So my hunting parkas were made oversized so I could fit lots of clothing underneath. In deep cold I would wear a lots of wool underwear, wool shirt, a fleece or two, then a "southern" winter jacket of the type I might wear all winter in North Bay, then the parka. This has the advantage that you can wear the jacket in the tent or iglu, or if you are working and generating a lot of heat, and still have a barrier against wind or snow. In warmer conditions we would wear less of course. But the clothing is always loose and non-constricting.

I also made insulated bib pants for use with the parka. Some people wear a full 'snowmobile suit' coverall under the parka and this is a good combo for some conditions.

The absolute best clothing for deep cold is, in my opinion, made of fall-killed caribou skin. There is just nothing like it. It seems to somehow adjust to your level of activity so that you are at a perfect temperature over a wide range of activity level. There is no doubt in my mind that the Arctic would have been basically uninhabitable without this material. It is still fairly widely used but of course less so than it used to be. It is all hand sewn and requires a fair bit of maintenance. I made a pair of pants once and it was a lot of work. Another thing: if you wear caribou skin you get caribou hair in absolutely everything you eat or drink. Just have to accept it...

I still have all this clothing and I just can't bear to get rid of it, even though I hardly ever use it now. O well...


Well, I have personally drilled and chiselled through lake ice over 2 m (7 ft) thick in the Canadian Arctic. Believe me it is not easy...

Another factor, freezing is an exothermic process (releases heat), so the process of the state change from liquid to solid actually adds some heat to the lake or river. Also, most salts are pushed out into the water during freezing, which is why black lake ice is almost like distilled water. So lakes become more salty during the winter and their freezing point therefore drops slightly. This is only significant in small, low volume ponds or very shallow lakes however.

There is a lot going on in our lakes...


Winter Camping Clothing / Re: Inuit made anoraks
« on: December 19, 2009, 09:33:04 PM »

I lived in the Canadian Arctic for about 15 years and in that time I made several parkas for myself and my kids, some of which we still use here in North Bay when its real cold.

The most common 'modern' parka has 3 layers so you basically have to make 3 parkas. The innermost layer is a slippery liner so the parka is easy to get on and off. This is sewn into the inside of a heavy wool duffel layer. This cloth is typically about 1 cm thick, quite stiff and fairly hard to sew. The next layer is the windproof outer parka. Most commonly this is made from a poly-cotton blend, often something called Commander cloth. In all my time there I only saw one parka made with a pure cotton outer. The outer layer is attached to the duffel layer using safety pins or such so that it can be removed easily for washing.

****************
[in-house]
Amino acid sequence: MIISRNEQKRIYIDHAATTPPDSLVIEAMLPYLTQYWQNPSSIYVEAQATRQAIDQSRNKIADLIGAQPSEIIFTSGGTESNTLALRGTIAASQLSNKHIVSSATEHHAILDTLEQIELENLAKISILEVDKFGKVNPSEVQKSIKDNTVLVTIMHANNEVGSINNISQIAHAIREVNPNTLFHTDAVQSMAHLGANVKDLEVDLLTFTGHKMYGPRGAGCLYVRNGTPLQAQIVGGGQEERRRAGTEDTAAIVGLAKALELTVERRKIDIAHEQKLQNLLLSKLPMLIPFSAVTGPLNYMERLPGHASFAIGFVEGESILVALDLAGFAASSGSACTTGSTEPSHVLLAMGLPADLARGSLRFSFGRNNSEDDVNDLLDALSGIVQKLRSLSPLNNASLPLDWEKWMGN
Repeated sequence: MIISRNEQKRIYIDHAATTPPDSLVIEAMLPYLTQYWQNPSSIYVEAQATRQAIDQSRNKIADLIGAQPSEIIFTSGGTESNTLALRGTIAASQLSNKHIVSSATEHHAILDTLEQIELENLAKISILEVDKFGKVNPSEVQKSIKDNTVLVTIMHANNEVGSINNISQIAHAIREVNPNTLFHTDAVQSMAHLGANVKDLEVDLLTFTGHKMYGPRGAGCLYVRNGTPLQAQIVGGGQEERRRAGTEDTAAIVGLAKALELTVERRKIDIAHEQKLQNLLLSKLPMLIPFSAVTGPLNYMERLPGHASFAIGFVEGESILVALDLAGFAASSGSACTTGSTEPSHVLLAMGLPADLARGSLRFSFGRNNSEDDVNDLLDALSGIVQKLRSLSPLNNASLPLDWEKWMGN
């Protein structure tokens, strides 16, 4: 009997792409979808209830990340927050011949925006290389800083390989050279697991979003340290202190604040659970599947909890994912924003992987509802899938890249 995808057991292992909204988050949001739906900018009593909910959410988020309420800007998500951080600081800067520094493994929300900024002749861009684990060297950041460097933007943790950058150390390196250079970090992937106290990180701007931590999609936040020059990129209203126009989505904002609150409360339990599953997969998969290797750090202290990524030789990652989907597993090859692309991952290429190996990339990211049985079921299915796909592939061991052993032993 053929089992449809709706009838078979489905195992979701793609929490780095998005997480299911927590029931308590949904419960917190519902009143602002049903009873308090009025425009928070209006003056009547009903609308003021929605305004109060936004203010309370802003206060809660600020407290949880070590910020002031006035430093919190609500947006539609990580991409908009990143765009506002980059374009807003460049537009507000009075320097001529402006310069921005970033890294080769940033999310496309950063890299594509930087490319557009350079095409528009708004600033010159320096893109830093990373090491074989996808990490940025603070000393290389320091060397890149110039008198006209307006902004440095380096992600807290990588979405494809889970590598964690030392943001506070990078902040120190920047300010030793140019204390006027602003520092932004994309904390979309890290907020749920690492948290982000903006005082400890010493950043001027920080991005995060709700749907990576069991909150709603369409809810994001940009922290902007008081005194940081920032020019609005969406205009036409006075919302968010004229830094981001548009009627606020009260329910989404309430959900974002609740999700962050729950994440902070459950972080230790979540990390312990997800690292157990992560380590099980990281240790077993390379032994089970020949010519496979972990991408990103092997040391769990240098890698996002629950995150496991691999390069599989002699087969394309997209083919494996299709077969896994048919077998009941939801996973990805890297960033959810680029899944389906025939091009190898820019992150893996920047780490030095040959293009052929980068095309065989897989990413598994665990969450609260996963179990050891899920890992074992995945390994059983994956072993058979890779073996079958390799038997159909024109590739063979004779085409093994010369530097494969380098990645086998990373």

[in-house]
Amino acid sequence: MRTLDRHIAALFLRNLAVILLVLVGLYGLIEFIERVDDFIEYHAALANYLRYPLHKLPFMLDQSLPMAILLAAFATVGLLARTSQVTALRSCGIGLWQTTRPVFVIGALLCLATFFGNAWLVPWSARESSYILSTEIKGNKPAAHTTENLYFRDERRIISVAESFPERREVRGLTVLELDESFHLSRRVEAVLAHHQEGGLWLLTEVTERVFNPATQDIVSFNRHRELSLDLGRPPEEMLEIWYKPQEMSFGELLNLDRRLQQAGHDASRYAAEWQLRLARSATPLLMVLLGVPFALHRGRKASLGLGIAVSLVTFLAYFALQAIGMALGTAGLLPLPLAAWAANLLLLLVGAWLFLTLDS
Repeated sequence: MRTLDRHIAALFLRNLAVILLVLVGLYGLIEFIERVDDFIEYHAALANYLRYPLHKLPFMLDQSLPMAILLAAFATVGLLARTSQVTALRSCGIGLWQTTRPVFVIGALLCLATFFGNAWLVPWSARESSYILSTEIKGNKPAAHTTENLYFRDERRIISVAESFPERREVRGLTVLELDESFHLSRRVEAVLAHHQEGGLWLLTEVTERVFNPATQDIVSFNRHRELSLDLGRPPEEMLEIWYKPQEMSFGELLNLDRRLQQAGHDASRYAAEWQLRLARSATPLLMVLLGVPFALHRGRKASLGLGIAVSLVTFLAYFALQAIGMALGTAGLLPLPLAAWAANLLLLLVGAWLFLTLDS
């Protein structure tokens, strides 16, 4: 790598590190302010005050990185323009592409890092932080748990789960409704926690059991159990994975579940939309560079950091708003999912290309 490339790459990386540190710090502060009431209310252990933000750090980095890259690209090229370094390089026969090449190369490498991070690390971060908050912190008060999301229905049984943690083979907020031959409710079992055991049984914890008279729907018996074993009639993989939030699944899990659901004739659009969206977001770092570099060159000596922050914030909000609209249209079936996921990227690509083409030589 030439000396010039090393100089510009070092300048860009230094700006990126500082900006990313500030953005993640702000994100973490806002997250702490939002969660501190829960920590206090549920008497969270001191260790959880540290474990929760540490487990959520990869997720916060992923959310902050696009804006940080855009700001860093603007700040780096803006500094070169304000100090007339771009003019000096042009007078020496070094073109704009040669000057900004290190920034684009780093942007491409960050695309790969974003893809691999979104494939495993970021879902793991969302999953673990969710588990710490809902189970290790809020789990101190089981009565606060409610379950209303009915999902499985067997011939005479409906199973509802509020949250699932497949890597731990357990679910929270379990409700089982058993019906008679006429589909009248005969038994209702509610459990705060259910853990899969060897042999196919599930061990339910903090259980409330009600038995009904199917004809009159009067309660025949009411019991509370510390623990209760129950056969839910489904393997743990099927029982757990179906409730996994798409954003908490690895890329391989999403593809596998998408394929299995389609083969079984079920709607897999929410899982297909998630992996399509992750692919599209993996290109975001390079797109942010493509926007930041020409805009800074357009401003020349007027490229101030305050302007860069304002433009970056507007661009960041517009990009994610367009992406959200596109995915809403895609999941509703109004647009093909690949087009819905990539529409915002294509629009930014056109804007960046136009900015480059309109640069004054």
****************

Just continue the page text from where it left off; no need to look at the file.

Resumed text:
The fur ruff is sewn onto the duffel layer because it is seldom or never washed.

The outer layer is often decorated with braiding, fur, beads or whatever, people can get quite fancy. But a hunting parka is often undecorated.

Some parkas are made without zippers as pullovers (anoraks- anorak means wind in Inuktitut- Anoraktuk='it is windy'). But many are made with front zippers, particularly womens parkas.

I varied the 3 layer theme quite a bit. My best parka was made with an insulating layer of thinsulate and polar fleece. This was much warmer and lighter than duffel. Also 2 layers of polarfleece was a winner. However these required making 4 parkas rather than 3!

If you are interested MacPhee Workshop has what you need to make a parka or anorak. Their 'Parkover' pattern is very versatile and I have used it a lot.

Hope this helps,


Moving water generates heat through friction. If you run a blender for a while the water heats up. The water in the moving stream is kept warmer than 0 by this friction. If the rate of heat loss exceeds the heat generated, the stream will freeze.



Other Winter Camping Gear / Re: WeatherMax Fabric
« on: November 06, 2009, 04:38:17 PM »
Well, I've made many Arctic parkas, all anoraks, and always used a polycotton blend like Commander. In fact everyone in Arctic Canada uses polycottons. In all my time there I saw only one parka made with cotton canvas. The polycottons breath well, are windproof and don't absorb as much moisture as a pure cotton.

However, it is true that the spark problem is not so much of an issue in the Arctic, as there is no wood for fires.

The tent I use for winter hot camping, a Norwegian lavvo, is also made with a polycotton blend that is treated in some way to make it fire retardent. It is common to have open wood fires in these tents, just like a teepee. So far, no spark holes in mine.

So this fabric does look interesting to me, and I will try to find out more about it.


Other Winter Camping Gear / Re: WeatherMax Fabric
« on: November 05, 2009, 03:47:26 PM »
Hmm, looks interesting. I am thinking of making myself a new anorak so this might be the stuff.